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At 14h00 I rush to the EMPL committee. Today’s discussion is about the European Pillar of Social Rights. The Commission has the intention to initiate a proposal concerning the social rights of EU citizens because of the focus, in the last decade, on economic and monetary aspects. It concerns i.a the legal regulation and status of new forms of work (e.g. the couriers of Deliveroo) and the opportunities of new technologies within the working environment. Coincidentally, the publication day of this blog spot, 1 May, is the day Pope Leo XIII’s encyclical Rerum Novarum is remembered, a milestone in the recognition of the importance of the employee’s rights.

The Brexit working group of the EPP is scheduled at 15h30 and deals with the coordination of viewpoints within the EPP Group. This is necessary because if we want a successful negotiation in the future, it is important to act as unified as possible.

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As an MEP I have to deal with lobbyists almost on a daily basis. And today is not an exception to the rule. At 16h30 I have a meeting with a lobbyist who represents the interest of employers within the Flemish Region. She wanted to know more about the new prospectus regulation. This regulation aims to ease the access to financial resources for small and medium-sized enterprises, a topic dear to British investors and bankers alike. It should become easier and cheaper to attract candidate-investors.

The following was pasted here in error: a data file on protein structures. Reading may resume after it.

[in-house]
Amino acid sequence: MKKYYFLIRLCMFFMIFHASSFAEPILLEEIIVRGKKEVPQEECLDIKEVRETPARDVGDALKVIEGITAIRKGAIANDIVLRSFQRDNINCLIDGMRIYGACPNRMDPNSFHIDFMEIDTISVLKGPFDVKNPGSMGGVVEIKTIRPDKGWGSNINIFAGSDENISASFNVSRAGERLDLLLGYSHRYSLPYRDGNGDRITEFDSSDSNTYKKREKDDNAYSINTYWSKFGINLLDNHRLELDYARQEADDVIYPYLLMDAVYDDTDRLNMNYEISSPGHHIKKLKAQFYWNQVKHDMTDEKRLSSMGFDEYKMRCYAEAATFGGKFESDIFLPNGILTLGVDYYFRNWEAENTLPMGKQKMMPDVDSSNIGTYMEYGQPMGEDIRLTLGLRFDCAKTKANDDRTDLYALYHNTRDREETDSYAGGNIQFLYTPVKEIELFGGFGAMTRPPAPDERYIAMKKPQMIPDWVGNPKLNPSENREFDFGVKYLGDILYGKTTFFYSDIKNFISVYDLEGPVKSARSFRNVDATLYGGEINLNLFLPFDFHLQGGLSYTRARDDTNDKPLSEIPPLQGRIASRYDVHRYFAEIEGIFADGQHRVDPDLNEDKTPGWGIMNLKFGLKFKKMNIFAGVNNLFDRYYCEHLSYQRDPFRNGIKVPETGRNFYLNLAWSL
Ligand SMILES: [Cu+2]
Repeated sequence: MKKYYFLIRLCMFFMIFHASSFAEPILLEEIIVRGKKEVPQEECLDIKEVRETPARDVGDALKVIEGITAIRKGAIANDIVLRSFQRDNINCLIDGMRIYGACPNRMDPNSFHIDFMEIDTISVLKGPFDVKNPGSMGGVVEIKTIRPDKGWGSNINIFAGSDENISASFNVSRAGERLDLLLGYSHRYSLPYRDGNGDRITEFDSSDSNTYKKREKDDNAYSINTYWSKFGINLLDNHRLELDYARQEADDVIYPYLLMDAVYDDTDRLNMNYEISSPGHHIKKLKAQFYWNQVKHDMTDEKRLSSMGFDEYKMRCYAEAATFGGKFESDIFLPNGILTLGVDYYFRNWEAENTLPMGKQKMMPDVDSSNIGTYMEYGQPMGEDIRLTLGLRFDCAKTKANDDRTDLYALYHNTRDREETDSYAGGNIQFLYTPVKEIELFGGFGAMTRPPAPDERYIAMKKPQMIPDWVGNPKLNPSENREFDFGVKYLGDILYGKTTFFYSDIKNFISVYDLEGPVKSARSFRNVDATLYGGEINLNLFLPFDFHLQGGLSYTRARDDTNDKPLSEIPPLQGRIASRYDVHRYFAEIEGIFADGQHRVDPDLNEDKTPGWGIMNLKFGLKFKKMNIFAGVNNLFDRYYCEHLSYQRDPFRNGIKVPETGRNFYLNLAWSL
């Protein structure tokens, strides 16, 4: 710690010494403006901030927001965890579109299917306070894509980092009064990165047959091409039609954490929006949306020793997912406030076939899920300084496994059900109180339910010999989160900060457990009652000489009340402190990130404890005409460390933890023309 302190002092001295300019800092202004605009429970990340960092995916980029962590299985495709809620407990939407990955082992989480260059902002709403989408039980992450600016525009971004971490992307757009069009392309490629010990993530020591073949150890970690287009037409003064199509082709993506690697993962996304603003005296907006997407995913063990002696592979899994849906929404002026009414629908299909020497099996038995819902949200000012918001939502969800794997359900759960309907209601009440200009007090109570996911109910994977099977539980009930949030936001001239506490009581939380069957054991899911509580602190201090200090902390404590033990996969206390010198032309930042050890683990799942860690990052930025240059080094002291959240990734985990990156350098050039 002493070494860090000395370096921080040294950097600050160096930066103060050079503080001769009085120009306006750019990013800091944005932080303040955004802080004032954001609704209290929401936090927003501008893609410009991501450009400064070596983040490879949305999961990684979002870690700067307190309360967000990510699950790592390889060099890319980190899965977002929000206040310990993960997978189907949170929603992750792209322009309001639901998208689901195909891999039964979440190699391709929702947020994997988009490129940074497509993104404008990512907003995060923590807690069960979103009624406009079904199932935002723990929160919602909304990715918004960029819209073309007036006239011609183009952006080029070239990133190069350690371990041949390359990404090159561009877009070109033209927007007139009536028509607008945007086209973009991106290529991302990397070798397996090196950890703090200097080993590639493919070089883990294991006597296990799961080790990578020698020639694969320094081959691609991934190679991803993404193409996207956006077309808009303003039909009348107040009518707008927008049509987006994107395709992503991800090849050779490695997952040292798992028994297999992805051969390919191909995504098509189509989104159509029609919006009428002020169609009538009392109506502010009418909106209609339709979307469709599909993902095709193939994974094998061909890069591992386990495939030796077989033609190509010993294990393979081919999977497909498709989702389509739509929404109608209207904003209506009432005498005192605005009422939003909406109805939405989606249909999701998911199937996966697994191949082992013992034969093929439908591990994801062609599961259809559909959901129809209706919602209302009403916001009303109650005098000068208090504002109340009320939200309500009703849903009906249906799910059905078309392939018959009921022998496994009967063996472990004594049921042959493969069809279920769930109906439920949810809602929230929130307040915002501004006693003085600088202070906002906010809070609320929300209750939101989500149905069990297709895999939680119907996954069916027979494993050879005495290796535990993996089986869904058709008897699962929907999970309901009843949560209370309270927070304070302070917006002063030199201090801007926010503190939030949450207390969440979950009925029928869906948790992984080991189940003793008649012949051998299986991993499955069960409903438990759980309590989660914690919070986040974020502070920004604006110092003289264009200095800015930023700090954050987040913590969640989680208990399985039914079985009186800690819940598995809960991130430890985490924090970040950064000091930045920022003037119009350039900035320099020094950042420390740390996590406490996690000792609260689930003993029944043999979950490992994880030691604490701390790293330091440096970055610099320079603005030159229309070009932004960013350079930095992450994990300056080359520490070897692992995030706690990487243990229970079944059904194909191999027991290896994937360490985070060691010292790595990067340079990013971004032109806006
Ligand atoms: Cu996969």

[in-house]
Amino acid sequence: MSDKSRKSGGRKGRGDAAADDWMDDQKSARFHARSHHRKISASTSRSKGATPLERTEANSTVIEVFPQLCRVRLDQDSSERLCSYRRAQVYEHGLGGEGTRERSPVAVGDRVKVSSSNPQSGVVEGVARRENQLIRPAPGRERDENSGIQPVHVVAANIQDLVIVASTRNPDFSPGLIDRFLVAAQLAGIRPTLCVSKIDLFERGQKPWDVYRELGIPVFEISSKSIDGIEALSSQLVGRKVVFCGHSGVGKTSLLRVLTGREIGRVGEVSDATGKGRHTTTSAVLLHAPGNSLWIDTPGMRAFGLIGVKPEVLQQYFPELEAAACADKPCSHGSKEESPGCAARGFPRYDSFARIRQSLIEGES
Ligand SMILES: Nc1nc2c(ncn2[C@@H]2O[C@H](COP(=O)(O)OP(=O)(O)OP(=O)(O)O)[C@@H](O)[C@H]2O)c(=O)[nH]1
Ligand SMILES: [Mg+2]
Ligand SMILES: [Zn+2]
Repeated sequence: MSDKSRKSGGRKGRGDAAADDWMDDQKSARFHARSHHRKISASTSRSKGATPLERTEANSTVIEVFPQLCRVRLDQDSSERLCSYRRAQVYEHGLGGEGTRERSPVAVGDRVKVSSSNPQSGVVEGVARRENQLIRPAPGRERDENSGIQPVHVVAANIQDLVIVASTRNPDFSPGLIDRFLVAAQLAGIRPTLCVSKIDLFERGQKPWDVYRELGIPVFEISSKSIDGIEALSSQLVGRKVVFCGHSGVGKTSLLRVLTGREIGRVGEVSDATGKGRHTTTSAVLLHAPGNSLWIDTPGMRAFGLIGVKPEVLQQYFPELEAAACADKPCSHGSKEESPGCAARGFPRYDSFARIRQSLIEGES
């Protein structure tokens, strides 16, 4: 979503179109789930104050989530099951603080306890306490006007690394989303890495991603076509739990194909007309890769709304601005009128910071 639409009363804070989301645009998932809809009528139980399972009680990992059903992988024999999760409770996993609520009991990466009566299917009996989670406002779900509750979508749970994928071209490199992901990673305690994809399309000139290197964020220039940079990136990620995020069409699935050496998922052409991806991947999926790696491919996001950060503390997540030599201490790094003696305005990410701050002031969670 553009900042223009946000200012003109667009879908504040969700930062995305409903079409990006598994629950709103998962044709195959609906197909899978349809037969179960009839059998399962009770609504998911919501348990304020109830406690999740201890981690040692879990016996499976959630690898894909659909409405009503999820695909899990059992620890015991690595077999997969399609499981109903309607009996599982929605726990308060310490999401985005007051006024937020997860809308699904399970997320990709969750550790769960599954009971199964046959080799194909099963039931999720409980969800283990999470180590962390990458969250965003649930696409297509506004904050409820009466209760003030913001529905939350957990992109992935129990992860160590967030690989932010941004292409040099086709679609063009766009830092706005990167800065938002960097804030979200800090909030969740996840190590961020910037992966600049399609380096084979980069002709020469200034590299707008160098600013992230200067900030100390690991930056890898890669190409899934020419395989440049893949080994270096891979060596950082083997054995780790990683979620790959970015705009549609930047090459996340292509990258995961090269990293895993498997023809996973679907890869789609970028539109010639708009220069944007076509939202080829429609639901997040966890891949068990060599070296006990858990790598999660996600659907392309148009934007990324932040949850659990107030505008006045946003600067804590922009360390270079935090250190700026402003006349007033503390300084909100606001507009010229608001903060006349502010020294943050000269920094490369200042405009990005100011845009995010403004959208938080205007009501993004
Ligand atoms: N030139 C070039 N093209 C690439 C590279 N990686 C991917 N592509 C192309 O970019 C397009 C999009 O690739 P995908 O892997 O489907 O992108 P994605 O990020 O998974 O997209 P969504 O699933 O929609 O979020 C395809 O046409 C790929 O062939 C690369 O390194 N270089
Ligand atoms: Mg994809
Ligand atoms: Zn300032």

After taking some time to meet up with a Belgian visitor group, I went back to the office for a short interview by telephone about the abolishment of the roaming costs after the 15th of June 2017. In the context of the wholesale roaming market I addressed the advantages both for consumers and businesses within the EU.

I leave the office at 18h30, after discussing some practical issues with my assistants and take the train back to my hometown. When finally arriving at home there is hardly any time left for dinner because I have to go to a local entrepreneurial event at 20h30. The event is about the policies that are needed to preserve the future of local entrepreneurship. Where can the EU make a difference?

Eventually I am off to bed at 23h00 but before this happens I treat myself with a pint of my favourite Belgian beer: Rodenbach.

To learn more about Tom’s work visit his website: http://www.eutom.eu/ or follow his twitter: https://twitter.com/tomvdkendelaere